EBA and ESMA are proposing to revise the joint guidelines for assessing the suitability of members of the management body and key function holders. The proposed revisions reflect the amendments introduced by the fifth Capital Requirements Directive (CRD5) and the Investment Firms Directive in relation to the assessment of the suitability of members of the management body. The draft joint guidelines also take into account the recovery and resolution framework introduced by the Bank Recovery and Resolution Directive (BRRD) and provide further guidance in this regard. The joint EBA and ESMA guidelines will apply to competent authorities across EU as well as to institutions on a solo and consolidated basis. The consultation runs until October 31, 2020 and the finalized guidelines are expected to enter into force six months after their publication.
EBA points out that uncovering any involvement of credit institutions and investment firms in money laundering and terrorist financing can have an impact on the viability and trust in the financial system. In this context, the proposed revisions to the joint guidelines clarify that the knowledge, experience, and skill requirements are important aspects in the fit and proper assessment of members of the management body and key function holders, as they contribute to identifying, managing, and mitigating money laundering and financing of terrorism risks. The proposed revisions to the guidelines also clarify that being a member of affiliated companies or affiliated entities does not in itself represent an obstacle for a member of the management body to acting with independence of mind. The guidelines further specify that a gender-balanced composition of the management body is of particular importance. Institutions should respect the principle of equal opportunities for any gender and take measures to improve a more gender-balanced composition of staff in management positions. Annex I to the guidelines presents instructions and template for suitability matrix to assess the collective competence of members of the management body. The Annex has been amended to include compliance with the requirements related to anti-money laundering and combating of terrorist financing, but stays otherwise unchanged.
In accordance with the requirements introduced by the Capital Requirements Directive (2013/36/EU)—as amended by CRD5 (2019/878/EU)—and the revised Markets in Financial Instruments Directive or MiFID II (2014/65/EU), the joint guidelines of EBA and ESMA cover the notions of suitability and the assessment of suitability by institutions and competent authorities. Overall, the guidelines apply to all institutions, independent of their governance structures (unitary board, dual board, or other structures), without advocating or preferring any specific structure as set out in the defined scope of application. The guidelines specify that all institutions have to assess the members of the management body. Competent authorities should ensure that credit institutions, financial and mixed financial holding companies, and investment firms comply with these guidelines. Institutions that are subject to CRD also have to assess all key function holders that have a significant influence over the direction of the institution under the overall responsibility of the management body. For significant "CRD" institutions, competent authorities should assess the heads of internal control functions and the chief financial officer (CFO), where they are not members of the management body.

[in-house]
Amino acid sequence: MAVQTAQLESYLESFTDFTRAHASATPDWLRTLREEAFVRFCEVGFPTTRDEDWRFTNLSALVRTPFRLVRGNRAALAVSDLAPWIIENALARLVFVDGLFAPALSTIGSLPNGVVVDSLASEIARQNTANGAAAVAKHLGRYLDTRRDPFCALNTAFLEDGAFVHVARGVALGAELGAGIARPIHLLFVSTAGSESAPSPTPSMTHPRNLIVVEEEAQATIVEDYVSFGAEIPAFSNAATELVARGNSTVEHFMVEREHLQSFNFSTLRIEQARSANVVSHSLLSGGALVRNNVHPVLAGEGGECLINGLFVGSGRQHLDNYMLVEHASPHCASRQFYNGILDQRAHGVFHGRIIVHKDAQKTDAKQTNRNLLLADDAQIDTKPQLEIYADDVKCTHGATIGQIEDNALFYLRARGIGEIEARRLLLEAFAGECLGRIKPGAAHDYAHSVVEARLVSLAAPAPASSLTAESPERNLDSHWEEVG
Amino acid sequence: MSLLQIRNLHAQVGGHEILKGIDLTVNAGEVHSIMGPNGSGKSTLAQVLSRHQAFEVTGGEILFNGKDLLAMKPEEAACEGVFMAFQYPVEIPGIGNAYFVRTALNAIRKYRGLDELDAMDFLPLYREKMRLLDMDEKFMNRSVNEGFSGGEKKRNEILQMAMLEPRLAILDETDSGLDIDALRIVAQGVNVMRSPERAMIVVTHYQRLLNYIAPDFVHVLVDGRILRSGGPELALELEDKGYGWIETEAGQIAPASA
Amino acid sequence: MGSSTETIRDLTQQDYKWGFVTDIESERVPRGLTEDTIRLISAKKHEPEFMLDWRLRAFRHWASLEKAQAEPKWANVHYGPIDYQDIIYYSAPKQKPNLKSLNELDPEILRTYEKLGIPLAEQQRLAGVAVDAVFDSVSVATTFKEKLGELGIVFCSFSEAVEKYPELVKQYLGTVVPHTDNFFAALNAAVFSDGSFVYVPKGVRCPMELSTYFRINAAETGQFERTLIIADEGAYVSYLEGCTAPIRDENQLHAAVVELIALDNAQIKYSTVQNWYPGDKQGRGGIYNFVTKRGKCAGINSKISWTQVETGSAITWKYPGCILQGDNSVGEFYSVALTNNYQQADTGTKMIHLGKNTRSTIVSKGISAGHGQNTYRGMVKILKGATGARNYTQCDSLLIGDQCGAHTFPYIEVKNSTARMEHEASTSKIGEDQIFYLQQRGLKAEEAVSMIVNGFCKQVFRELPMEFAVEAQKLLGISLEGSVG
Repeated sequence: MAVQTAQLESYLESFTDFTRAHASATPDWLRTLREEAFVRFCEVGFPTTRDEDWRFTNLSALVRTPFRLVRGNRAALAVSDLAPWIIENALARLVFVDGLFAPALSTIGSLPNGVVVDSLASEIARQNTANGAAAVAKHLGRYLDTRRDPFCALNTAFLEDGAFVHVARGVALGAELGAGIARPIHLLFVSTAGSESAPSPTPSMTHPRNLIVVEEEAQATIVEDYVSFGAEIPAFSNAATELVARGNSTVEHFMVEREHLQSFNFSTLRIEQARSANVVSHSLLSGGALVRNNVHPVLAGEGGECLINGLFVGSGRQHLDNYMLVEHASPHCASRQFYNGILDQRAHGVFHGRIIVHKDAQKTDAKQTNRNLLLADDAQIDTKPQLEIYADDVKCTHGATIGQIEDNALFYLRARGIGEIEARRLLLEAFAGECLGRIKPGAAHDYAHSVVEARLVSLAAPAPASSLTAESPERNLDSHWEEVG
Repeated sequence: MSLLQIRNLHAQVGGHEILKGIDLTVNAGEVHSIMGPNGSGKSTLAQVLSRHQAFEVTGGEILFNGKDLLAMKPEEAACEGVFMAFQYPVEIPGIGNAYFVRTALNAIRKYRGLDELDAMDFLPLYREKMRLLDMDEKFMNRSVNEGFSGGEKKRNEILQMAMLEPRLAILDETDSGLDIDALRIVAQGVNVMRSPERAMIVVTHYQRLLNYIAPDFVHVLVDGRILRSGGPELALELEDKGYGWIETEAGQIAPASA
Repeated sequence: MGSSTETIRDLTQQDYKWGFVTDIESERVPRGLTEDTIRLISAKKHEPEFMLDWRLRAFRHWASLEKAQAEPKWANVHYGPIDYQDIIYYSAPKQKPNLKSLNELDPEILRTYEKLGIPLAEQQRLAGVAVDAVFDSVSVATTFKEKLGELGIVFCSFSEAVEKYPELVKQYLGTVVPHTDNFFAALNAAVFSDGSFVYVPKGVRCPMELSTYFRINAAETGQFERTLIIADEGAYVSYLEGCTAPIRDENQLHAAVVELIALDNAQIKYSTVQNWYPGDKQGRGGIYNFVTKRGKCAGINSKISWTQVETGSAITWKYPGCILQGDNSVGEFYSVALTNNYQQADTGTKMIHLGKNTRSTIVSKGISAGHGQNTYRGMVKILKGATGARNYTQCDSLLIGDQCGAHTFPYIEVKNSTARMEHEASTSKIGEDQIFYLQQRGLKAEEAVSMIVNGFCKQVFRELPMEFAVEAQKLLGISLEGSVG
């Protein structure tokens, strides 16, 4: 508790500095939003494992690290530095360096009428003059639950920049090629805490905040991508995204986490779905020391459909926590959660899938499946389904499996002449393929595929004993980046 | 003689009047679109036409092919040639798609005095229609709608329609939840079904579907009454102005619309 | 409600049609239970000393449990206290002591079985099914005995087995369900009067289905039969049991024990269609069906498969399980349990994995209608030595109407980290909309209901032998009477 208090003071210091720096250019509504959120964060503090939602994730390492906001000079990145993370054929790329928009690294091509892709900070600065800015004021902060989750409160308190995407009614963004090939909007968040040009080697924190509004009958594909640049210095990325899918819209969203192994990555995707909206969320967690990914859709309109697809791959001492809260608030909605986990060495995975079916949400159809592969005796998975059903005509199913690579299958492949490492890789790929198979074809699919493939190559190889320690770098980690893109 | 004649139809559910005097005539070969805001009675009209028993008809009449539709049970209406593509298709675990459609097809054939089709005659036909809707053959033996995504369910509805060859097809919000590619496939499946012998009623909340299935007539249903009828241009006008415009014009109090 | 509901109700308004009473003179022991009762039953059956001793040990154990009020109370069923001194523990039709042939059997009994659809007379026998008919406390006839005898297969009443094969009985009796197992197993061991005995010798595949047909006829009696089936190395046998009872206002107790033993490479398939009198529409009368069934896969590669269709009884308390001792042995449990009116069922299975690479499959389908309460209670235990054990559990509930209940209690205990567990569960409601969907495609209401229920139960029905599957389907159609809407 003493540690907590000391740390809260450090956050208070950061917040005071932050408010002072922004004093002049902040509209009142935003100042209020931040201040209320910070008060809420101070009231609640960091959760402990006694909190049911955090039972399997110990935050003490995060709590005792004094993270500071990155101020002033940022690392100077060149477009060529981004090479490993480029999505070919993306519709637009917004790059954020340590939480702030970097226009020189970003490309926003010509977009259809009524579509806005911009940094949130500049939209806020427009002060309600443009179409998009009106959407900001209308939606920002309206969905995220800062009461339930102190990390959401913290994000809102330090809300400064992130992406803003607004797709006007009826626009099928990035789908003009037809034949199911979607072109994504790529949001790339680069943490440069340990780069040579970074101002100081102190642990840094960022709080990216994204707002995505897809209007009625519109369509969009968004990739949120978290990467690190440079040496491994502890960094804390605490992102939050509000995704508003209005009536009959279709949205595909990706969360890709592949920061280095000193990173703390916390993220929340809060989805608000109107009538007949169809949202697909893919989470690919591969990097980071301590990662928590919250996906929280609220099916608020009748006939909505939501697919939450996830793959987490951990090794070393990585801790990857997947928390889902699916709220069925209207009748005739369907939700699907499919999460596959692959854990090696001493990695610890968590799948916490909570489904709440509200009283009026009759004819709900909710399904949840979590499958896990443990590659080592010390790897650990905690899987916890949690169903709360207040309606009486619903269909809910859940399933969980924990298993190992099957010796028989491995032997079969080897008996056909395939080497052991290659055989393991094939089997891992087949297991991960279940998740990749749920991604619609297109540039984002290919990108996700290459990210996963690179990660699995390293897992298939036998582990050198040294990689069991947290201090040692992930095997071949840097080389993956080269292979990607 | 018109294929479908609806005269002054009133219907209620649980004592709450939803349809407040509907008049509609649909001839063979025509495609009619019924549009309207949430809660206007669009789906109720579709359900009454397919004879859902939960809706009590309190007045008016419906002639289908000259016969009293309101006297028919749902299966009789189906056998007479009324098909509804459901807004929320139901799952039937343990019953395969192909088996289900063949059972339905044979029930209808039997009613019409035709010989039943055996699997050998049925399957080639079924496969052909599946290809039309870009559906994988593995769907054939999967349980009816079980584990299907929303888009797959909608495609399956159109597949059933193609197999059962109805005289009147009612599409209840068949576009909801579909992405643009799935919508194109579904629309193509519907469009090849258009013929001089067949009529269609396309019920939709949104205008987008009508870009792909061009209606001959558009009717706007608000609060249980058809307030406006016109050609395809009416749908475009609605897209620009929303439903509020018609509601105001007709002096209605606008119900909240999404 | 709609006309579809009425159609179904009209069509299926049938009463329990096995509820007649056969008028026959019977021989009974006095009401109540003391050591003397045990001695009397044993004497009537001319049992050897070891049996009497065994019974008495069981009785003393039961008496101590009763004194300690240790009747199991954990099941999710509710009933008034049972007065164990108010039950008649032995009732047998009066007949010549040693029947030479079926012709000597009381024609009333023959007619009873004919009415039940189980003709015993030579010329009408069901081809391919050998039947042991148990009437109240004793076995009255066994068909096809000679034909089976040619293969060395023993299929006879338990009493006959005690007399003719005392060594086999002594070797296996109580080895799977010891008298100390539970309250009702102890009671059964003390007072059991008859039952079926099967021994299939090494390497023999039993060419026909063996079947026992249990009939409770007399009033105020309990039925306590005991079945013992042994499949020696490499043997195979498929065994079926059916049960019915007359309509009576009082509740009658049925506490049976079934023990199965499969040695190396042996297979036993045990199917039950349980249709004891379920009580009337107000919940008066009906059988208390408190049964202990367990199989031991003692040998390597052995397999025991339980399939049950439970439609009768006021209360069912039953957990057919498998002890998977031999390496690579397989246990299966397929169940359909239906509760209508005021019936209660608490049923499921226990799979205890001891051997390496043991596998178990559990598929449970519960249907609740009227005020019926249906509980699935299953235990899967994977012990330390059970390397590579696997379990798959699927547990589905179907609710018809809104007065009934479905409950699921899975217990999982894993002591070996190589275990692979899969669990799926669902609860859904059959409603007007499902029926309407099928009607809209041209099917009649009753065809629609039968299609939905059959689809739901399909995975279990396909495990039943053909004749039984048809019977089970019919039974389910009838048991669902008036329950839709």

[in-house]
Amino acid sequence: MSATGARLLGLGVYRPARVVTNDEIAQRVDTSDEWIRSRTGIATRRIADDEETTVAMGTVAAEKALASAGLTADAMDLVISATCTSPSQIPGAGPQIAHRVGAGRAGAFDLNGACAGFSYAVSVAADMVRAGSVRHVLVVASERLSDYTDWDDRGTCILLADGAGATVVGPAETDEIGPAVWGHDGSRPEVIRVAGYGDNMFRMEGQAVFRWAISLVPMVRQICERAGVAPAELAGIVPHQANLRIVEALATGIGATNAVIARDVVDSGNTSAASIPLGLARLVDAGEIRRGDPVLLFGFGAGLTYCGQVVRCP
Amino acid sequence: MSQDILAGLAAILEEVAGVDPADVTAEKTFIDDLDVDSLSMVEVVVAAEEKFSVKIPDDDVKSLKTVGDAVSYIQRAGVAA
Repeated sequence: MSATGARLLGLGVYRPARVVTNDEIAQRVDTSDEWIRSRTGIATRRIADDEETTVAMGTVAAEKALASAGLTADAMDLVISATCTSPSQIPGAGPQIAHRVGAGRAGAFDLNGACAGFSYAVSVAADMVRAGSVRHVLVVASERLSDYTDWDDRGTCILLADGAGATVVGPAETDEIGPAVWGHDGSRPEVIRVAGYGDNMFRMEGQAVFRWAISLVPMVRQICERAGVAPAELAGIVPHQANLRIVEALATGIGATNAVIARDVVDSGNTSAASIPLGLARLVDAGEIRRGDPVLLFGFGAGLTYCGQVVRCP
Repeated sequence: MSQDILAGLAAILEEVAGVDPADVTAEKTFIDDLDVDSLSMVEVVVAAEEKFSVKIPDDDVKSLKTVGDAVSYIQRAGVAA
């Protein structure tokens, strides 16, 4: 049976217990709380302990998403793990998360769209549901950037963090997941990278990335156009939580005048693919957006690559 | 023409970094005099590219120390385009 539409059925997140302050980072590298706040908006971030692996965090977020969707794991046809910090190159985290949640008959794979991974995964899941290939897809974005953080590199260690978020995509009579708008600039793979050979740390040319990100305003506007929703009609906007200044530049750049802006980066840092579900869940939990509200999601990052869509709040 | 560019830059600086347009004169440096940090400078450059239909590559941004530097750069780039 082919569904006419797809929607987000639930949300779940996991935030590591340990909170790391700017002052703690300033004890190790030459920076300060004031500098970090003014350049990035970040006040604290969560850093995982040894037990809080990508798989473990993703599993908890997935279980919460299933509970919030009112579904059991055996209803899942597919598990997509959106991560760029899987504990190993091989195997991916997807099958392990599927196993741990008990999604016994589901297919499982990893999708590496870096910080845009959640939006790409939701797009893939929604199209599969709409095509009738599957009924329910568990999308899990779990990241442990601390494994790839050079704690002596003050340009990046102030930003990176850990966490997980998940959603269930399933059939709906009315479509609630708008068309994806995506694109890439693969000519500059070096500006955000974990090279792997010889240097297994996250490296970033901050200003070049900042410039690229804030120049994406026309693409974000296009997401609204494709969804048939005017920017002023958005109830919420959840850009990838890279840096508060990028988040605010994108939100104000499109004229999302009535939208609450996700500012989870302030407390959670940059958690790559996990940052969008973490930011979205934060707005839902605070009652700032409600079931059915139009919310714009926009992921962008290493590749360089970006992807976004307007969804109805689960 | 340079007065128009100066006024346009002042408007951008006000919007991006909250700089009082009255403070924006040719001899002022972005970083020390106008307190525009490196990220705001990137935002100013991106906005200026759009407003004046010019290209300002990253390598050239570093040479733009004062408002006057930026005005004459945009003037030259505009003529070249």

- Press Release
- Consultation with Tracked Changes (PDF)
- Suitability Matrix Template and Instructions (XLSX)
Comment Due Date: October 31, 2020
Keywords: Europe, EU, Banking, Securities, Governance, CRD, BRRD, Guidelines Suitability Assessment, IFD, Operational Risk, Basel, EBA, ESMA
Previous ArticleBoE Supports Central Banks in Africa and Asia to Manage COVID Shock
US Agencies (FDIC, FED, and OCC) finalized two rules, which are either identical or substantially similar to the interim final rules in effect and issued earlier this year.
EIOPA is consulting on a supervisory statement on the use of risk mitigation techniques by insurance and reinsurance undertakings.
APRA announced that it is resuming consultation on the confidentiality of data submitted to APRA by the authorized deposit-taking institutions.
BoE and FCA are supporting and encouraging liquidity providers in the sterling swaps market to adopt new quoting conventions for inter-dealer trading based on SONIA, instead of LIBOR, from October 27, 2020.
Deutsche Bundesbank published special schema files for securities holdings statistics (SHS), along with a document on the XML format description.
EC adopted a decision determining, for a limited period of time, that the regulatory framework applicable to central counterparties, or CCPs, in the UK and Northern Ireland is equivalent to the requirements laid down in the European Market Infrastructure Regulation (EMIR or Regulation 648/2012).
ESMA announced that it will recognize three central counterparties (CCPs) established in the UK as third-country CCPs, from January 01, 2021.
PRA published Version 02.04 of the PRA110 liquidity metric monitoring tool (PRA110 LMM tool).
FSB confirmed the Regulatory Oversight Committee (ROC) of the Global Legal Entity Identifier System (GLEIS) as the International Governance Body for the globally harmonized identifiers used to track over-the-counter (OTC) derivatives transactions, with effect from October 01, 2020.
FCA is consulting on its approach to the authorization and supervision of international firms operating in UK.